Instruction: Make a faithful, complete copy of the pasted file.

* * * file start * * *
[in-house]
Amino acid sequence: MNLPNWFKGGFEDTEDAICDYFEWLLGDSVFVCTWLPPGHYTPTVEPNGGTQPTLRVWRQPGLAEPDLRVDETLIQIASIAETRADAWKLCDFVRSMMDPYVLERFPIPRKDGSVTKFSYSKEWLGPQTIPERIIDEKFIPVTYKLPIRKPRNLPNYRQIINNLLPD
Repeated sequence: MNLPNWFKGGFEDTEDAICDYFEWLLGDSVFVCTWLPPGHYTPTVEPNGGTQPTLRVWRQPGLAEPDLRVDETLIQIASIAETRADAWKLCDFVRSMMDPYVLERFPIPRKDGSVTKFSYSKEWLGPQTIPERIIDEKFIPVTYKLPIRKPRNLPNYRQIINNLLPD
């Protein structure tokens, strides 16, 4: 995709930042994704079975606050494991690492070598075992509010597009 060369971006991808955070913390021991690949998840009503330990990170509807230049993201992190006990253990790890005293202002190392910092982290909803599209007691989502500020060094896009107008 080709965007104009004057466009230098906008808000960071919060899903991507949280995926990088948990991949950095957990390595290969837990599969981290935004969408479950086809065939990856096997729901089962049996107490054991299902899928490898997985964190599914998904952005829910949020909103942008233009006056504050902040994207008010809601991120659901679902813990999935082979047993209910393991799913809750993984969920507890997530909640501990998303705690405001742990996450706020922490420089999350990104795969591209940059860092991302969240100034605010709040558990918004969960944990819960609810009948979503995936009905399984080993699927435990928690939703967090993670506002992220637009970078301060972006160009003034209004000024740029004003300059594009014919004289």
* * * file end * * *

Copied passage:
[in-house]
Amino acid sequence: MNLPNWFKGGFEDTEDAICDYFEWLLGDSVFVCTWLPPGHYTPTVEPNGGTQPTLRVWRQPGLAEPDLRVDETLIQIASIAETRADAWKLCDFVRSMMDPYVLERFPIPRKDGSVTKFSYSKEWLGPQTIPERIIDEKFIPVTYKLPIRKPRNLPNYRQIINNLLPD
Repeated sequence: MNLPNWFKGGFEDTEDAICDYFEWLLGDSVFVCTWLPPGHYTPTVEPNGGTQPTLRVWRQPGLAEPDLRVDETLIQIASIAETRADAWKLCDFVRSMMDPYVLERFPIPRKDGSVTKFSYSKEWLGPQTIPERIIDEKFIPVTYKLPIRKPRNLPNYRQIINNLLPD
């Protein structure tokens, strides 16, 4: 995709930042994704079975606050494991690492070598075992509010597009 060369971006991808955070913390021991690949998840009503330990990170509807230049993201992190006990253990790890005293202002190392910092982290909803599209007691989502500020060094896009107008 080709965007104009004057466009230098906008808000960071919060899903991507949280995926990088948990991949950095957990390595290969837990599969981290935004969408479950086809065939990856096997729901089962049996107490054991299902899928490898997985964190599914998904952005829910949020909103942008233009006056504050902040994207008010809601991120659901679902813990999935082979047993209910393991799913809750993984969920507890997530909640501990998303705690405001742990996450706020922490420089999350990104795969591209940059860092991302969240100034605010709040558990918004969960944990819960609810009948979503995936009905399984080993699927435990928690939703967090993670506002992220637009970078301060972006160009003034209004000024740029004003300059594009014919004289």